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Why a rapid authoring tool is increasingly needed in today’s workforce


September 22, 2020


Lisa Aharon Guest Author


Why a rapid authoring tool is increasingly needed in today’s workforce

Rapid Authoring Tool

One of the buzzword phrases of the eLearning genre is a rapid authoring tool. If you are not sure exactly what this is, perhaps pop over to this article and find out. The question is, “Why is it talked about so often? In other words, why is rapid authoring increasingly needed in today’s workplace?”

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The reason is the exponential (really, really fast) rate of change

This rate applies to the acceptance of technology AND the technology itself.

Acceptance of technology: Landline vs. the color TV

I found an excellent visual aid at the Visual Capitalist website. I encourage you to check it out and see more examples.


Households began having telephones in the 1880s. By 2002, 95% of U.S. households had landlines. It took over a century (100 years) for this to happen. (Then, the rate started dropping off due to the rise of mobile phones.) 

Color TV

People began buying color TVs in 1966. By 1990, 96% of U.S. households had color TVs. It took just ¼ of the time (24 years) for that to happen. (And the rate has remained more or less constant since then.)

Why the big difference?

It takes time for people to accept new technology, especially if they are born during a time without it. The more people are used to technology, and the closer the new technology is to the old kind, the faster it is accepted. By the time the color TV came around, people could already buy other household appliances such as stoves, vacuums, refrigerators, and washing machines. So, the color TV was not that big of a leap.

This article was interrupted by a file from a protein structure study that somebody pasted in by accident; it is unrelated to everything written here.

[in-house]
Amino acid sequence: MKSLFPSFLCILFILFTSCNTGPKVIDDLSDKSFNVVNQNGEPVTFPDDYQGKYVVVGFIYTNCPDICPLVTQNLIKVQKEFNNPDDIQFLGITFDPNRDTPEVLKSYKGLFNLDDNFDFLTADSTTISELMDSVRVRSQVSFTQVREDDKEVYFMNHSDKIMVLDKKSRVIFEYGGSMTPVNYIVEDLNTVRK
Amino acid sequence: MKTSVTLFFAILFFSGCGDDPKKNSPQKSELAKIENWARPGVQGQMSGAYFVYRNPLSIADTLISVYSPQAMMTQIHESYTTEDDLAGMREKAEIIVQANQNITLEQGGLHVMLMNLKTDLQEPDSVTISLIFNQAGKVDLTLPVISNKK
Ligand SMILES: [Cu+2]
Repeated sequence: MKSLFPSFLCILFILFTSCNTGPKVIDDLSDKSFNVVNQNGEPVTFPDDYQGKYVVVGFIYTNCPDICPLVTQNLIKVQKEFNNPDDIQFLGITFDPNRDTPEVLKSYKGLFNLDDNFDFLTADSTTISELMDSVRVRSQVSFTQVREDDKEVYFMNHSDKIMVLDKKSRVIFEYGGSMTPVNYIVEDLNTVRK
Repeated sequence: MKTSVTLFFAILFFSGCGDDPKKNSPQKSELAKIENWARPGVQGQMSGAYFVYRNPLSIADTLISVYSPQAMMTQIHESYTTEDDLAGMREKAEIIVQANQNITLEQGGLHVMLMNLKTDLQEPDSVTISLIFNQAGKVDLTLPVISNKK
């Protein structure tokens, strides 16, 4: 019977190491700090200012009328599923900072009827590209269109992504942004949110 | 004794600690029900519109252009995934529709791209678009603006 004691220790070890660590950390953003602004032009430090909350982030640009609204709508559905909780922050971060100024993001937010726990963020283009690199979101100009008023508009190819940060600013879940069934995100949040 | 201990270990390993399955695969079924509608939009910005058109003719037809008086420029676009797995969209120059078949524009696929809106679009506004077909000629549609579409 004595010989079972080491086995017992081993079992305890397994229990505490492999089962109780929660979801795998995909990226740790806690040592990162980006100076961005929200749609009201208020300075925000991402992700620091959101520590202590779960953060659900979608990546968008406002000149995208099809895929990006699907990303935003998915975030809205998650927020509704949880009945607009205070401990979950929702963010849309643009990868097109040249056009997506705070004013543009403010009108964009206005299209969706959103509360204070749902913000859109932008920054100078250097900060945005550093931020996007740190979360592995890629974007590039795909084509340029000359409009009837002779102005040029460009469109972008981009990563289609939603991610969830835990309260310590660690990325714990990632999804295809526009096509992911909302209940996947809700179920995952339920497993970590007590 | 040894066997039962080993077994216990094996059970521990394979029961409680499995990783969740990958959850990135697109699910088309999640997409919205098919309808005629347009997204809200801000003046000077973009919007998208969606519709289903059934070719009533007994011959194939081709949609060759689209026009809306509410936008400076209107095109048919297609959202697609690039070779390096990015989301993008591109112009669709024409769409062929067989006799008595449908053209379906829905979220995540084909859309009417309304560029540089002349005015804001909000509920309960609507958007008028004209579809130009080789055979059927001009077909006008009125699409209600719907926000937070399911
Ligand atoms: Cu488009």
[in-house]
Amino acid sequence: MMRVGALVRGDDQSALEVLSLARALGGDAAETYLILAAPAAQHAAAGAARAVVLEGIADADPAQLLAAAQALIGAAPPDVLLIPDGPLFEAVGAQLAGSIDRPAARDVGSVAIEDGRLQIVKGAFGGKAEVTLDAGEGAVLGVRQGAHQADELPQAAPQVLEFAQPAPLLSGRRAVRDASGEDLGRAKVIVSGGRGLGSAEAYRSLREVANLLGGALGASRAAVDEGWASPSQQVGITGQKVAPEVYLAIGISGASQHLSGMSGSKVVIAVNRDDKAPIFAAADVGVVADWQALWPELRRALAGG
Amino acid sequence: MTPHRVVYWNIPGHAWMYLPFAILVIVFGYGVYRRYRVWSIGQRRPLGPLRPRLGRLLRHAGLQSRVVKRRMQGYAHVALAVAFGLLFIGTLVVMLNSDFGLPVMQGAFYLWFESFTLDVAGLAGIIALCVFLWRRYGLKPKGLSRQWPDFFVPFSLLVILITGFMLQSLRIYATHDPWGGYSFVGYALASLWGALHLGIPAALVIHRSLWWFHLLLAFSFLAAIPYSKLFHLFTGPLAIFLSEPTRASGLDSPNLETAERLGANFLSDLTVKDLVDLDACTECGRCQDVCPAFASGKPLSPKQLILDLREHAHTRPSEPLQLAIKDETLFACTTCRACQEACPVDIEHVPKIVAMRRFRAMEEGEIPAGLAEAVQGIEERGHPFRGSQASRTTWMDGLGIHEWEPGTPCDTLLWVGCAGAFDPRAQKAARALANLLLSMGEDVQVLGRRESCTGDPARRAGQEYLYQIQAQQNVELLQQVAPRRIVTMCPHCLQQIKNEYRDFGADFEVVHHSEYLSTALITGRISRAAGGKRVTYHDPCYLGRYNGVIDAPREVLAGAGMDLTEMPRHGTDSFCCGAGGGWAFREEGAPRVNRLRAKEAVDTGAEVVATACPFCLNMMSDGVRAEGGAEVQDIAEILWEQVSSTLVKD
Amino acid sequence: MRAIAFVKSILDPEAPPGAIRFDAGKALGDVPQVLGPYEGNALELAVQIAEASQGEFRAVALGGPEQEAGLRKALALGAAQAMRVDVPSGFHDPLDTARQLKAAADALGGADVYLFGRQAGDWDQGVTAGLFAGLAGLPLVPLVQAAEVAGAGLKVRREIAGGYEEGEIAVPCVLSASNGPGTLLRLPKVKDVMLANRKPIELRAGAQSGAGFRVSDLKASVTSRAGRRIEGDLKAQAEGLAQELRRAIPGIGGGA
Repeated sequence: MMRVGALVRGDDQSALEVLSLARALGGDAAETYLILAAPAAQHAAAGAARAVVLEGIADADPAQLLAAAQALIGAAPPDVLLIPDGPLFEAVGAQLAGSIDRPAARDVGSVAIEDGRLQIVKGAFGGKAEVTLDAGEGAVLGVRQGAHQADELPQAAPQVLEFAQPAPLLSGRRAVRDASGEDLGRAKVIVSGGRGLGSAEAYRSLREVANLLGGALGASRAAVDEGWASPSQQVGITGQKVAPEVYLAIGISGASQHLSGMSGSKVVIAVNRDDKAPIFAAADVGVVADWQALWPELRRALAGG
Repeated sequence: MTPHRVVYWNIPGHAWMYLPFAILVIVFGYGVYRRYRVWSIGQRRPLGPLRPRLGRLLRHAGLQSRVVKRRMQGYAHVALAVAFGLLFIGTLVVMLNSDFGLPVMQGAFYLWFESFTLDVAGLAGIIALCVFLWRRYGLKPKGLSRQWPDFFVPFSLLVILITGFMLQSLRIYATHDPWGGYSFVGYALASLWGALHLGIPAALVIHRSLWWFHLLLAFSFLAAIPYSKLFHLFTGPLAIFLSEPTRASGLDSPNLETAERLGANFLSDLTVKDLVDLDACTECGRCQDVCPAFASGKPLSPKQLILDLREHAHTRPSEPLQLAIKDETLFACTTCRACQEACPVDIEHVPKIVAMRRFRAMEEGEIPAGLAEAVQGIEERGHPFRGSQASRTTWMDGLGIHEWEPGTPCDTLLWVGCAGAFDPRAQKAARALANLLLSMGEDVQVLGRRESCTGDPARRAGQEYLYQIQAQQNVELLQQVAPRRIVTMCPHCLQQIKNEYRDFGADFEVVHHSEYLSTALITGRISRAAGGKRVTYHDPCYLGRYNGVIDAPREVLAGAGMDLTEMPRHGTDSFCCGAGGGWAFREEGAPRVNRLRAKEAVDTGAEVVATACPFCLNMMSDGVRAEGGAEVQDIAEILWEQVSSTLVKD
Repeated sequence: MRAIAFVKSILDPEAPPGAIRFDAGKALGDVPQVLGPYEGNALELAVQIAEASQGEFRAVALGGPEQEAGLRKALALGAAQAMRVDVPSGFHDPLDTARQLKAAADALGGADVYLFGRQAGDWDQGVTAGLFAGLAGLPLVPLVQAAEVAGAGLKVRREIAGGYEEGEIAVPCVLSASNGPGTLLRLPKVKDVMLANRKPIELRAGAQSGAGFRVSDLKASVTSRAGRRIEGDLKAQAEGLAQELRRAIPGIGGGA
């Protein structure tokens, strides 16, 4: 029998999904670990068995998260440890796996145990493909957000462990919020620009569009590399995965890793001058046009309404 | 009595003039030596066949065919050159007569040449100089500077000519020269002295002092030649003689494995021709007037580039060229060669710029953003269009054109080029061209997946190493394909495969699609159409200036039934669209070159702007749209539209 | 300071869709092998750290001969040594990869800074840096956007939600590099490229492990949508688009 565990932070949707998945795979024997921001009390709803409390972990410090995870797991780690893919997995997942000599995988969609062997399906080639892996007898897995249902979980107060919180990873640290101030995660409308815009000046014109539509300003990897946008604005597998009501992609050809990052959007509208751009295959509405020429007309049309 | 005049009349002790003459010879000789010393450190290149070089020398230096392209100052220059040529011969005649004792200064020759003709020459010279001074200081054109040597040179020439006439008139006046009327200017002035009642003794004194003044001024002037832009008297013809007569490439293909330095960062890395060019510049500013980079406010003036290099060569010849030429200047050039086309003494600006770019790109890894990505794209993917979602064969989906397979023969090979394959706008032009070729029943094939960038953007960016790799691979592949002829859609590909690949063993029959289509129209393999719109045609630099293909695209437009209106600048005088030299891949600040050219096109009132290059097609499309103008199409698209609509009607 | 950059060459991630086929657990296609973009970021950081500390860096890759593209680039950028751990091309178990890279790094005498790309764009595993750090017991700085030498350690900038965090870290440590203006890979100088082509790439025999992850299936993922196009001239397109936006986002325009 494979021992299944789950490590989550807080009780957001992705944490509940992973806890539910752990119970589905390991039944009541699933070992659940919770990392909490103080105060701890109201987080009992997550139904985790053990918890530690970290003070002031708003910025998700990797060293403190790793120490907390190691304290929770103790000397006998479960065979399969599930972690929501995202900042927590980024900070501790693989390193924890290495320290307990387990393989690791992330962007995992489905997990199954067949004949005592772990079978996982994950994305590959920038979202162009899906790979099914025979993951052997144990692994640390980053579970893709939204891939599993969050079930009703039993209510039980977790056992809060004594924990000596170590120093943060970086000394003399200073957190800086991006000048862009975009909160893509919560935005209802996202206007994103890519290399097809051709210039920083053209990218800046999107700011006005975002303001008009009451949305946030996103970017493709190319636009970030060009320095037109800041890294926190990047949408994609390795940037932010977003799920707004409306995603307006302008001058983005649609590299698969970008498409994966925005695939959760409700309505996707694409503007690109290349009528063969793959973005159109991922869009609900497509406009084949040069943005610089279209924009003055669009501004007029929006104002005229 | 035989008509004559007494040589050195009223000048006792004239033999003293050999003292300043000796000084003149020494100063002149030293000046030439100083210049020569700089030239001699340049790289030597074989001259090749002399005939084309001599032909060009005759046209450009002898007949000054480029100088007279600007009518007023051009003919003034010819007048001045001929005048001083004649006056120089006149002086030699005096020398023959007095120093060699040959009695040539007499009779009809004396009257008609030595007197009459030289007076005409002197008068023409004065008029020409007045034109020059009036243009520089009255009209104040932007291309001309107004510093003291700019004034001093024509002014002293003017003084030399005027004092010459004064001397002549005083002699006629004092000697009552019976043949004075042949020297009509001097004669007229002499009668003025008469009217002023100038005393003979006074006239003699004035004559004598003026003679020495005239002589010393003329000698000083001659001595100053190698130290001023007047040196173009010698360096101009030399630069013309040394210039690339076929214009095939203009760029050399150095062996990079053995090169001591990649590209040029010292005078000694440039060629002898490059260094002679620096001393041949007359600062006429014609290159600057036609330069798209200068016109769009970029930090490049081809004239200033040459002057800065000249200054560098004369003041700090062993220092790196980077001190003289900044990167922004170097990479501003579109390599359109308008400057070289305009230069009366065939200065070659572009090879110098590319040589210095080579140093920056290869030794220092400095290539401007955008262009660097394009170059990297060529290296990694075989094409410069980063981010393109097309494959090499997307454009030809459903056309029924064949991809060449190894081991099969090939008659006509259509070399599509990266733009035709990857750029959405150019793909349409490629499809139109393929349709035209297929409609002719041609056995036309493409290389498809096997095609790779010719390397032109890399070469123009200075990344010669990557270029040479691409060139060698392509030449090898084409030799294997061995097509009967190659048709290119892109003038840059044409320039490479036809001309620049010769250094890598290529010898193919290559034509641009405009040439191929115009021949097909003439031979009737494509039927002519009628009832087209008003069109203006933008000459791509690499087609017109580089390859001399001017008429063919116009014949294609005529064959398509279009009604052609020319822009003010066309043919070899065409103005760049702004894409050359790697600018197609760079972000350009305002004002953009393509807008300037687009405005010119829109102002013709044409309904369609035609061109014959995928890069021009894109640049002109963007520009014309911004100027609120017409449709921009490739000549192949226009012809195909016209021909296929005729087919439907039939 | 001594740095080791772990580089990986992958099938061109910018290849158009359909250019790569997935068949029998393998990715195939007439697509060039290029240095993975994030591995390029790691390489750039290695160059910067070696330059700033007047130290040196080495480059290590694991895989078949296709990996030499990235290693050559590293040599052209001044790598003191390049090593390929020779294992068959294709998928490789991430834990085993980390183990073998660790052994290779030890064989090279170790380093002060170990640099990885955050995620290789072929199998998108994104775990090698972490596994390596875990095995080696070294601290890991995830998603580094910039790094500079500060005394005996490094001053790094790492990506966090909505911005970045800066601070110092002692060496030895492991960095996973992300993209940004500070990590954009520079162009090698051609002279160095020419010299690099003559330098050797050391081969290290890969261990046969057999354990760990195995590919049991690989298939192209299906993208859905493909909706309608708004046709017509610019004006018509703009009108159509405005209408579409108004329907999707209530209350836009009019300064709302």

Rate of change of the technology itself

The 2018 Technology and Innovation Report by the United Nations Conference On Trade And Development (UNCTAD) does a good job of speaking to this point. The report mentions three factors: building blocks, convergence, and falling costs.

Building blocks

New technologies rest on the bases of previous ones. The more different kinds of discoveries and technological developments there are, the more potential there is for further discoveries and developments.


Digital platforms are bringing technologies together in ways that were not possible before. Only a short time ago, airline travel involved travel agents and paper tickets. Today, we book online and send the eTicket to our smartphones. And this is only the tip of the iceberg. Convergence is taking place across a wide variety of areas such as online shopping; personalized medical databases; computer-simulated testing of all kinds; clothing with embedded electronic devices which transmit data; and advanced gene sequencing. 

Falling costs

The use of digital platforms has another benefit: in many cases, the marginal production costs are almost nothing. Think about reading. Printing books involves a lot of costly processes. Producing an eBook costs virtually zero. 

In addition, the vanishing sizes of chips and transistors mean that much more power can be packed into a much smaller space. Currently, the smallest components measure roughly seven nanometers across (7 billionths of a meter). If you placed one red blood cell on a flat tray, you could make a row of 1000 of these components across the diameter of that cell (from the left side to the right side).

What does all this have to do with a rapid authoring tool?

Take a deep breath: The material you have created today is (almost) obsolete.

Sorry, but it’s true. 

So, if it takes 6 months to create a course and another 6 months for your learners to complete it, chances are that in those 12 months, the information and/or the technology about which you are educating/training your learners could have changed significantly.

Obviously, no one is expecting you to update your courses every week…yet. 

What is expected, though, is that your material is current. This means you should be able to make tweaks on an “as needed” basis when things change such as:

Prior to rapid authoring, you would most likely have spent substantial time thinking of creative ways to teach and practice this information, not to mention any photocopying of work pages or creation of online activities. However, with rapid authoring, the creative task templates are ready. You just choose the one(s) you want, plug in your information and click SAVE.

Rapid Authoring

And when things change, you just cut/paste the updated information—current content in minutes.

Since the rate of change is spiraling, it makes sense to get started with rapid authoring now.

Begin your rapid authoring “career” now

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Lisa Aharon Guest Author

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